Marjory Alexander Barlow Lectures

Marjory Barlow, Part IV: Orders

In November 1965, Marjory Alexander Barlow, first generation teacher and niece to F.M., delivered the Annual Memorial Lecture for STAT*.  This 6 part series is the transcript of that address.

*“In 1958, the Society of Teachers of the Alexander Technique (STAT) was founded in the UK by teachers who were trained personally by FM Alexander. STAT’s first aim is to ensure the highest standards of teacher training and professional practice.” (STAT website)

 (Continued from Part I, Part II, Part III)

The Teaching of F. Matthias Alexander

By Marjory Alexander Barlow

Part IV.

Let us now examine in detail the series of new orders or messages he was employing.  The first and most important break in the old patterns came, as we have seen, when he said “NO” to the habitual reaction.  He then ordered the muscles of his neck to release.  The neck muscles are the only part of the body which can exert direct traction on the head, and it will be pulled back or down or sideways according to which group or groups of these muscles are being over-tensed.

No change in the poise of the head can happen while it is held in the grip of neck misuse.  Moreover, the small sub-occipital muscles between the base of the skull and the top vertebrae of the spine, the axis and the atlas, cannot perform their function of delicately balancing the head.  The next order was for the head to be directed forward and up – not put but directed.

The next order was to the back to lengthen and widen.

Alexander explained to us that this was the nearest he could get in words to the actuality he wished to bring about.  These simple verbal formulations are designed to bring about the reconciliation of two opposing tendencies in each case, and to ensure the balance of forces in the antagonistic muscle pulls in the body.  A harmony results, where everything is doing its own work of maintaining stability, and there is a stillness without fixity, or if you like, a lack of disturbance, in the working of the parts of the body in their relationship to each other.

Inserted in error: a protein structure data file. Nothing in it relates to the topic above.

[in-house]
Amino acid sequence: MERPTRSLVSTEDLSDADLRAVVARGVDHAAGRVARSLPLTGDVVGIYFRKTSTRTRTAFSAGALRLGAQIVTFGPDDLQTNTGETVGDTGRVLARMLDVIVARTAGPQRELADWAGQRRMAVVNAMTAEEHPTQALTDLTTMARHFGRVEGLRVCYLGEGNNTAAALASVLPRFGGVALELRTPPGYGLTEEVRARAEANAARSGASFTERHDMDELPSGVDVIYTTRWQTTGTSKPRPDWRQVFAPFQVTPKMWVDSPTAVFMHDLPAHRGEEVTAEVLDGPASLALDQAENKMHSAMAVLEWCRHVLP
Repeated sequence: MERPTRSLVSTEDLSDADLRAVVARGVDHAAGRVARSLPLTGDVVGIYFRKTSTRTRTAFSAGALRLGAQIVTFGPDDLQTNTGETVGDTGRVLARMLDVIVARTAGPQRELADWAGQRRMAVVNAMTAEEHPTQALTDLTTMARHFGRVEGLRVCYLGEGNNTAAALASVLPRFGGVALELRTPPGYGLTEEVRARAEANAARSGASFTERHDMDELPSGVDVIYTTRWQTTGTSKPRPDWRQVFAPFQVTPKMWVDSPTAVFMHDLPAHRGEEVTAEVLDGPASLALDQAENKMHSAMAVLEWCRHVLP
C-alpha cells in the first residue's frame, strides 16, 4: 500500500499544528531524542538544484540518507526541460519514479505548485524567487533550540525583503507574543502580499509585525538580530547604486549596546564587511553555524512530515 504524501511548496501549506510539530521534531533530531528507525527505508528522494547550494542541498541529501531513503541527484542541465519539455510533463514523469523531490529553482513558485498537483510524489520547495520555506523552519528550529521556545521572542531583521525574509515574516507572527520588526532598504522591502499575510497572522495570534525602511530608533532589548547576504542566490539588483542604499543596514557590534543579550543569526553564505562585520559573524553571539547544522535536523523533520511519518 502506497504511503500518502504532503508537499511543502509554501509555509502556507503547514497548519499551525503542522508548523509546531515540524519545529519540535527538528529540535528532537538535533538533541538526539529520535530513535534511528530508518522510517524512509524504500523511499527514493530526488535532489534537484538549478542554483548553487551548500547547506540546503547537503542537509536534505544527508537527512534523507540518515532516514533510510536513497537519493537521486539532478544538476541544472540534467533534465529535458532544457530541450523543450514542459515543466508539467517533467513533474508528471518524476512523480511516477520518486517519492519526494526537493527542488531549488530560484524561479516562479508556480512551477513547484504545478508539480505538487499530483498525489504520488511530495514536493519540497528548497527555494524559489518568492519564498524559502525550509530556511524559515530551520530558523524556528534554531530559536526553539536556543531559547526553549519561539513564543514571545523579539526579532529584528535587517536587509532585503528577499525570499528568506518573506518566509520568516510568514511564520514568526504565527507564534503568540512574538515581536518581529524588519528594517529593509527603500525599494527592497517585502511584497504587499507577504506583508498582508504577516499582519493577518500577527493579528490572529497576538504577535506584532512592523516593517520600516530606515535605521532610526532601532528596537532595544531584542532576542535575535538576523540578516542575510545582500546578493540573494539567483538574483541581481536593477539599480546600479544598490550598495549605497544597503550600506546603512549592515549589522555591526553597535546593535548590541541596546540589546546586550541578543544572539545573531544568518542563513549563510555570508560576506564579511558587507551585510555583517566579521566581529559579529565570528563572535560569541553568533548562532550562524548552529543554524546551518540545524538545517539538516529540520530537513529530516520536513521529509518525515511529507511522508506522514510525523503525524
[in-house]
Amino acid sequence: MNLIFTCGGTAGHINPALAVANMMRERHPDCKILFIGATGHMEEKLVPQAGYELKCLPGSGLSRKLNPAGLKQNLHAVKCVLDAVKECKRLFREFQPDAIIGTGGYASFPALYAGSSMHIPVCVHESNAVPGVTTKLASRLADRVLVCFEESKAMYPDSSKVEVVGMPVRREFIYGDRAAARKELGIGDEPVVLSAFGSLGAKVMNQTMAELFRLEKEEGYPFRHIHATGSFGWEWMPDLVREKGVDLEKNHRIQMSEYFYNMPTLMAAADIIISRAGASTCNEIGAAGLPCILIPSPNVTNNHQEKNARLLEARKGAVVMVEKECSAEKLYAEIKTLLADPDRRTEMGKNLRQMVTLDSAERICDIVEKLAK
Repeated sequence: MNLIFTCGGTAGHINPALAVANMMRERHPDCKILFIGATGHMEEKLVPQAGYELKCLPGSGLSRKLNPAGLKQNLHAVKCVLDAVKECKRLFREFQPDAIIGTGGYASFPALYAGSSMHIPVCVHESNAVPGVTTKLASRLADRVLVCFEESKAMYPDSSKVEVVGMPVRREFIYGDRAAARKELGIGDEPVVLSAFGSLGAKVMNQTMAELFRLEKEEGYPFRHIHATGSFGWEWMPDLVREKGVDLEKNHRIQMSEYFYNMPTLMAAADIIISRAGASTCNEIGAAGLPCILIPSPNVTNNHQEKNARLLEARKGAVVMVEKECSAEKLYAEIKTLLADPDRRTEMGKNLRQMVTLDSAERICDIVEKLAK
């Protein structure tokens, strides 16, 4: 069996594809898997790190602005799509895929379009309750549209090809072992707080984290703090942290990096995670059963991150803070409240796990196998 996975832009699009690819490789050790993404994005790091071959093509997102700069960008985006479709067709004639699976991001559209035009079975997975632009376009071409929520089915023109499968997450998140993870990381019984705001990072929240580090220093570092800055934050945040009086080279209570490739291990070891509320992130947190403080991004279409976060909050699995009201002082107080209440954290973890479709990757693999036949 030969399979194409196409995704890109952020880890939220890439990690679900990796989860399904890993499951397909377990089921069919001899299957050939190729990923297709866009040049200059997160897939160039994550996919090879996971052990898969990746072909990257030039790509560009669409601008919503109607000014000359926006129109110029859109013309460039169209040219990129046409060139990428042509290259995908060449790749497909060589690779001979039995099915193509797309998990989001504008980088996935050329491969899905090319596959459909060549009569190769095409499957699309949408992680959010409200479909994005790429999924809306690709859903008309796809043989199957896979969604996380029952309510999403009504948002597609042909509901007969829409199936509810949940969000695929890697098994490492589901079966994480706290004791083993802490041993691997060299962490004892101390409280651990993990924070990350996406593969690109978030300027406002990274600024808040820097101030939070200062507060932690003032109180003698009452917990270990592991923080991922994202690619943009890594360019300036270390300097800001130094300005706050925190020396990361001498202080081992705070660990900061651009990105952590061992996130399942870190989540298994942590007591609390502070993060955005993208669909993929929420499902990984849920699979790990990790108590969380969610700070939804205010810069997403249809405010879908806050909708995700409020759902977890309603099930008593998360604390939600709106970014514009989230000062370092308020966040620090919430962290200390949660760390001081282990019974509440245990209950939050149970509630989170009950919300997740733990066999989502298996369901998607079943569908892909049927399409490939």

Too much forward of the head and you lose the upward tendency – too much up and the head goes back – “leave it alone, in fact.”

Too much effort to lengthen the back and it narrows – too much widening and you lose length and slump down.

The whole process is self-checking.  I hope this makes clear why one cannot do the orders.  Their first function is preventative.  The wrong inner patterns are the doing which has to be stopped.

I’m afraid I have rather labored this story – so familiar to many of the audience.  The full account of it is in Alexander’s book, The Use of the Self, but I warned you that I was going to re-examine our origins.  It was necessary to do this if what follows is to make any sense, especially to our guests who may not know Alexander’s teaching.

After he had worked out the technique by putting it into practice to restore his own normal coordination, he was very surprised to find that the misuses he had overcome in himself were present, in varying degrees, in everyone else.

It is a curious fact that until the scales fall from our eyes in this matter of misuse, we do not notice the misuse of others.  It is as if the words about the beam in our eyes and the mote in other people’s went into reverse.

Alexander then had to find a way of teaching others what he knew.  This was a considerable task, involving not only explanation, but learning the special and subtle skill in the use of his hands needed for working on other people.

Later still he took on a further burden in the shape of students wanting to learn how to teach the work.  This is a different task again, group work instead of work with one individual.

It is important to remember that we are all in the same situation as Alexander.  He has found the way and the technique for following the way.  We have the enormous advantage of the skilled help of a trained teacher.  But the real importance and value of the technique is that we learn to work on ourselves.

Alexander used to say, “Everyone must do the real work for themselves.  The teacher can show the way, but cannot get inside the pupil’s brain and control his reactions for him.  Each person must apply it for himself.”

Learning this work is like learning anything else.  We must make use of the same faculties and need the same patience and perseverance as in any form of learning.

Continue with Part V